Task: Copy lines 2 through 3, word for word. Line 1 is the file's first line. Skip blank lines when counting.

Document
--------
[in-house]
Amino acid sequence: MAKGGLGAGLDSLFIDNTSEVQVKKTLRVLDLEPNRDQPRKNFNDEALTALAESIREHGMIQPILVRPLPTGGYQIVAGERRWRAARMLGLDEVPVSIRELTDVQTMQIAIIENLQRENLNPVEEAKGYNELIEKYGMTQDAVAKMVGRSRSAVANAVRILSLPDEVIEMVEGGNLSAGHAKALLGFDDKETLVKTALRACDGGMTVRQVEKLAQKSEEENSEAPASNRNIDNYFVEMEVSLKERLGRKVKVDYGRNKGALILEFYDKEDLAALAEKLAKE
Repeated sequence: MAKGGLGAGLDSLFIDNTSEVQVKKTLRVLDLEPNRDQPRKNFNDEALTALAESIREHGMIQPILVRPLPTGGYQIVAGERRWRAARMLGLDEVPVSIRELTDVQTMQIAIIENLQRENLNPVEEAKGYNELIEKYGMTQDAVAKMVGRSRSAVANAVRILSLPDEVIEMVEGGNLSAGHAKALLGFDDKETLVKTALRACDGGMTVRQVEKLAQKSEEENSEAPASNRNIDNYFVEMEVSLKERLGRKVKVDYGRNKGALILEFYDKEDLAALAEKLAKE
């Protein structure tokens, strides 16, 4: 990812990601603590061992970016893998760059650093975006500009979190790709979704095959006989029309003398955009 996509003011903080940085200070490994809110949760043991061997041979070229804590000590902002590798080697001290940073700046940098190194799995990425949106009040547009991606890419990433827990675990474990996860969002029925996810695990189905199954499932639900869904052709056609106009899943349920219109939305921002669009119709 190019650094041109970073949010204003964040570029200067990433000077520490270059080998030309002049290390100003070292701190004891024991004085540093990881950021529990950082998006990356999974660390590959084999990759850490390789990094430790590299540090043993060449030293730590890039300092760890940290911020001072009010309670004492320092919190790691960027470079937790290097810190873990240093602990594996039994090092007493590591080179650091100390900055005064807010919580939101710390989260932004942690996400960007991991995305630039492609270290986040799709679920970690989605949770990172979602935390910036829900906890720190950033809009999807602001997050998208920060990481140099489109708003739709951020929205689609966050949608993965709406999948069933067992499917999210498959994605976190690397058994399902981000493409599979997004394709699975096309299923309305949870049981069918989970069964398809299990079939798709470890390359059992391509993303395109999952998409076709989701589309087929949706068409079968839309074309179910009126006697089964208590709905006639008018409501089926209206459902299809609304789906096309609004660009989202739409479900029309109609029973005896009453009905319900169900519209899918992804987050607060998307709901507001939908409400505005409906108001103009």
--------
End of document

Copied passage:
Amino acid sequence: MAKGGLGAGLDSLFIDNTSEVQVKKTLRVLDLEPNRDQPRKNFNDEALTALAESIREHGMIQPILVRPLPTGGYQIVAGERRWRAARMLGLDEVPVSIRELTDVQTMQIAIIENLQRENLNPVEEAKGYNELIEKYGMTQDAVAKMVGRSRSAVANAVRILSLPDEVIEMVEGGNLSAGHAKALLGFDDKETLVKTALRACDGGMTVRQVEKLAQKSEEENSEAPASNRNIDNYFVEMEVSLKERLGRKVKVDYGRNKGALILEFYDKEDLAALAEKLAKE
Repeated sequence: MAKGGLGAGLDSLFIDNTSEVQVKKTLRVLDLEPNRDQPRKNFNDEALTALAESIREHGMIQPILVRPLPTGGYQIVAGERRWRAARMLGLDEVPVSIRELTDVQTMQIAIIENLQRENLNPVEEAKGYNELIEKYGMTQDAVAKMVGRSRSAVANAVRILSLPDEVIEMVEGGNLSAGHAKALLGFDDKETLVKTALRACDGGMTVRQVEKLAQKSEEENSEAPASNRNIDNYFVEMEVSLKERLGRKVKVDYGRNKGALILEFYDKEDLAALAEKLAKE